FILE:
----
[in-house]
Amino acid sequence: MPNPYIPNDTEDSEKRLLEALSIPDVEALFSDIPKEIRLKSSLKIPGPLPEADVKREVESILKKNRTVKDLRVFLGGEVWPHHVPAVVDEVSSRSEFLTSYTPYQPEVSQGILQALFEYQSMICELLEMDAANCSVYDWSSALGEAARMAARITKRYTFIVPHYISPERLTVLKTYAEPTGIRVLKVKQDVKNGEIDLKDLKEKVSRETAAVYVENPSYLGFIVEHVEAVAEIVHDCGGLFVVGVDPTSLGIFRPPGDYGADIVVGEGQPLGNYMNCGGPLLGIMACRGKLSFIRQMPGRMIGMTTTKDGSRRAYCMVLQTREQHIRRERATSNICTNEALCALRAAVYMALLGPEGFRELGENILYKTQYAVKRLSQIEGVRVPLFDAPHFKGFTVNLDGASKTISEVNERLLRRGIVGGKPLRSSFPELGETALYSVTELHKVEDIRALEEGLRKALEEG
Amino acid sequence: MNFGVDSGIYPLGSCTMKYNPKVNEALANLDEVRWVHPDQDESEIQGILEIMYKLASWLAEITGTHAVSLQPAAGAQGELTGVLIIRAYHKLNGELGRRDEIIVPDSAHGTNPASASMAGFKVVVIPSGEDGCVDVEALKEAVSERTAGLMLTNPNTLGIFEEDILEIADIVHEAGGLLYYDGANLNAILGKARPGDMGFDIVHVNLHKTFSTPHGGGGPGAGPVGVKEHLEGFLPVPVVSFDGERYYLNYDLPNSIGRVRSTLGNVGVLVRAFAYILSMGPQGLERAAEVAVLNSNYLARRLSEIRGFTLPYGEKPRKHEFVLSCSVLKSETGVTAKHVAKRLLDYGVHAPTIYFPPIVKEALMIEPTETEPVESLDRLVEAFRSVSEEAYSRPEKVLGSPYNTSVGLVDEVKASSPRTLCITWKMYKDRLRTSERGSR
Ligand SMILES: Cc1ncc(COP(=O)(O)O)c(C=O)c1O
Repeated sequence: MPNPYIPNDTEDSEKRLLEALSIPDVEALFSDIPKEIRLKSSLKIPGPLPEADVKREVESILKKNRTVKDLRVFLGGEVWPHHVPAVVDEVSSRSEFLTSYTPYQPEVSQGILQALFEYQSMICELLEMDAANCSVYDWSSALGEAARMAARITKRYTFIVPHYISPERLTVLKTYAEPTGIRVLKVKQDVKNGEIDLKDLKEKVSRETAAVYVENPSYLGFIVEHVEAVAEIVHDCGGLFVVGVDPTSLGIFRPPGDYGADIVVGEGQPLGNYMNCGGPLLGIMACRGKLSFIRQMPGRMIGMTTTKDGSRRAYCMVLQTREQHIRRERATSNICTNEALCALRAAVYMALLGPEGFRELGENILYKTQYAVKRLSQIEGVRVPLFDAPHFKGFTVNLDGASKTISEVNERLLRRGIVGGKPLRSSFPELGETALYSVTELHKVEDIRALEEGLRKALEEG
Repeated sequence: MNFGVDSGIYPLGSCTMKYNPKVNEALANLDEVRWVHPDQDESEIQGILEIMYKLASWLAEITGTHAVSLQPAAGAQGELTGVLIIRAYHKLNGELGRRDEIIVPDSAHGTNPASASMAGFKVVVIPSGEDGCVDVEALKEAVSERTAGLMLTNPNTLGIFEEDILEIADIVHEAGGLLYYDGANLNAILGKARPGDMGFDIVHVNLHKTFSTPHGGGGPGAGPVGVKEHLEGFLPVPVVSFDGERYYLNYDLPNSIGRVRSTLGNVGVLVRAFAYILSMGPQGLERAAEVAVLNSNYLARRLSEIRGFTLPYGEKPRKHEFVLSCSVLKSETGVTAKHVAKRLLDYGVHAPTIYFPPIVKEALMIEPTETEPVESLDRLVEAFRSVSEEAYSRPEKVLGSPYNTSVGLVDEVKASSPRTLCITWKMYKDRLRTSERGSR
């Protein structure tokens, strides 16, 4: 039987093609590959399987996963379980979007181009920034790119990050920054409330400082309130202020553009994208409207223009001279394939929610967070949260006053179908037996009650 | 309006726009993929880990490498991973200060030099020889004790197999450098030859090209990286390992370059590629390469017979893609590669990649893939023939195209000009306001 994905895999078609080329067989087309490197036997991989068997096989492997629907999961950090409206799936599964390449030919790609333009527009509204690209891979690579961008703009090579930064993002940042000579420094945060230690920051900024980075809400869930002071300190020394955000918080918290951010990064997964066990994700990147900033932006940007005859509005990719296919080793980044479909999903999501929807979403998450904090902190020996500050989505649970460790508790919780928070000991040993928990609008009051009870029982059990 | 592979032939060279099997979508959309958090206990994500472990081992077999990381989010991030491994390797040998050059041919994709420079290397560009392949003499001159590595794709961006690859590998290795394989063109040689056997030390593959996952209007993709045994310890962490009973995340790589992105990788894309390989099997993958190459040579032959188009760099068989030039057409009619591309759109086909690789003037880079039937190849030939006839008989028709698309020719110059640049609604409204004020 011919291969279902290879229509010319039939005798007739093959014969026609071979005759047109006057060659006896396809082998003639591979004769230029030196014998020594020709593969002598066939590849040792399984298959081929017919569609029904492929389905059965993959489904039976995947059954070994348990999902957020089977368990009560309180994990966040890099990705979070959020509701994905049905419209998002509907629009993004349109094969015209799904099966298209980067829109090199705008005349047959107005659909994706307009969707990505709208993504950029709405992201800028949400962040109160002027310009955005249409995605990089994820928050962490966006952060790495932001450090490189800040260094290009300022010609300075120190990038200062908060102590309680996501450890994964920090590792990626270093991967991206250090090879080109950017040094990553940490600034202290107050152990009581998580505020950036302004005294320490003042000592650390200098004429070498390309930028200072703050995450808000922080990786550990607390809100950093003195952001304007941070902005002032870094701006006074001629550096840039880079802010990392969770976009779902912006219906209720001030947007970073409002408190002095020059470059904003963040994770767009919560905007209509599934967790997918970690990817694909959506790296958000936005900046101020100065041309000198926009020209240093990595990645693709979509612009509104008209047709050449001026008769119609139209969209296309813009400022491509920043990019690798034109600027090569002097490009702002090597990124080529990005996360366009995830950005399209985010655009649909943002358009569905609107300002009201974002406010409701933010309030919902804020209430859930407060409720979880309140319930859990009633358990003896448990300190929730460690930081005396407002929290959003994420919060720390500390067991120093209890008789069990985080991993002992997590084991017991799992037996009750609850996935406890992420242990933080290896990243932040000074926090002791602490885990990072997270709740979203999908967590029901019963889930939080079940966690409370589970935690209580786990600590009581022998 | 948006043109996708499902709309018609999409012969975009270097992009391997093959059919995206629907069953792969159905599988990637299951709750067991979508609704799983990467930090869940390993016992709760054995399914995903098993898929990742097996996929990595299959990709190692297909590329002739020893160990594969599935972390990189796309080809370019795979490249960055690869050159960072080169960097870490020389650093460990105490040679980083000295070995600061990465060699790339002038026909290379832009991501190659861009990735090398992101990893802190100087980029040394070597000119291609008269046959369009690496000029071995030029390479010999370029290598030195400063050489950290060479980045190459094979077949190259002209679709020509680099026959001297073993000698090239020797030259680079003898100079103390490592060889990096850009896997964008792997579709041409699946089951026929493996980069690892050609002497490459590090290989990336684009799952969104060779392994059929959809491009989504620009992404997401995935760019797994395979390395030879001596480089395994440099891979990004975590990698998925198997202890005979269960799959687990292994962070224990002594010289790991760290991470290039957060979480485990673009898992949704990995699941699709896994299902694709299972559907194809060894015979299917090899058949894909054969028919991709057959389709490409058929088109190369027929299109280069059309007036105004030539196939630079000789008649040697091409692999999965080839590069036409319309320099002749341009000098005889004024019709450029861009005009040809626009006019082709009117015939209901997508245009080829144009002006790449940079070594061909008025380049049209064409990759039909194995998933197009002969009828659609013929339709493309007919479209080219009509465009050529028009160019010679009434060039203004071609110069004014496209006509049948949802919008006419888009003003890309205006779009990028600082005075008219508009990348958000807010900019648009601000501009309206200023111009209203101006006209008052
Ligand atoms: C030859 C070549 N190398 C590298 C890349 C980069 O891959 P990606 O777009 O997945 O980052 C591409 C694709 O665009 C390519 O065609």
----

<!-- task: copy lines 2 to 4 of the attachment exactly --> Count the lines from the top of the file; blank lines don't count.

Amino acid sequence: MPNPYIPNDTEDSEKRLLEALSIPDVEALFSDIPKEIRLKSSLKIPGPLPEADVKREVESILKKNRTVKDLRVFLGGEVWPHHVPAVVDEVSSRSEFLTSYTPYQPEVSQGILQALFEYQSMICELLEMDAANCSVYDWSSALGEAARMAARITKRYTFIVPHYISPERLTVLKTYAEPTGIRVLKVKQDVKNGEIDLKDLKEKVSRETAAVYVENPSYLGFIVEHVEAVAEIVHDCGGLFVVGVDPTSLGIFRPPGDYGADIVVGEGQPLGNYMNCGGPLLGIMACRGKLSFIRQMPGRMIGMTTTKDGSRRAYCMVLQTREQHIRRERATSNICTNEALCALRAAVYMALLGPEGFRELGENILYKTQYAVKRLSQIEGVRVPLFDAPHFKGFTVNLDGASKTISEVNERLLRRGIVGGKPLRSSFPELGETALYSVTELHKVEDIRALEEGLRKALEEG
Amino acid sequence: MNFGVDSGIYPLGSCTMKYNPKVNEALANLDEVRWVHPDQDESEIQGILEIMYKLASWLAEITGTHAVSLQPAAGAQGELTGVLIIRAYHKLNGELGRRDEIIVPDSAHGTNPASASMAGFKVVVIPSGEDGCVDVEALKEAVSERTAGLMLTNPNTLGIFEEDILEIADIVHEAGGLLYYDGANLNAILGKARPGDMGFDIVHVNLHKTFSTPHGGGGPGAGPVGVKEHLEGFLPVPVVSFDGERYYLNYDLPNSIGRVRSTLGNVGVLVRAFAYILSMGPQGLERAAEVAVLNSNYLARRLSEIRGFTLPYGEKPRKHEFVLSCSVLKSETGVTAKHVAKRLLDYGVHAPTIYFPPIVKEALMIEPTETEPVESLDRLVEAFRSVSEEAYSRPEKVLGSPYNTSVGLVDEVKASSPRTLCITWKMYKDRLRTSERGSR
Ligand SMILES: Cc1ncc(COP(=O)(O)O)c(C=O)c1O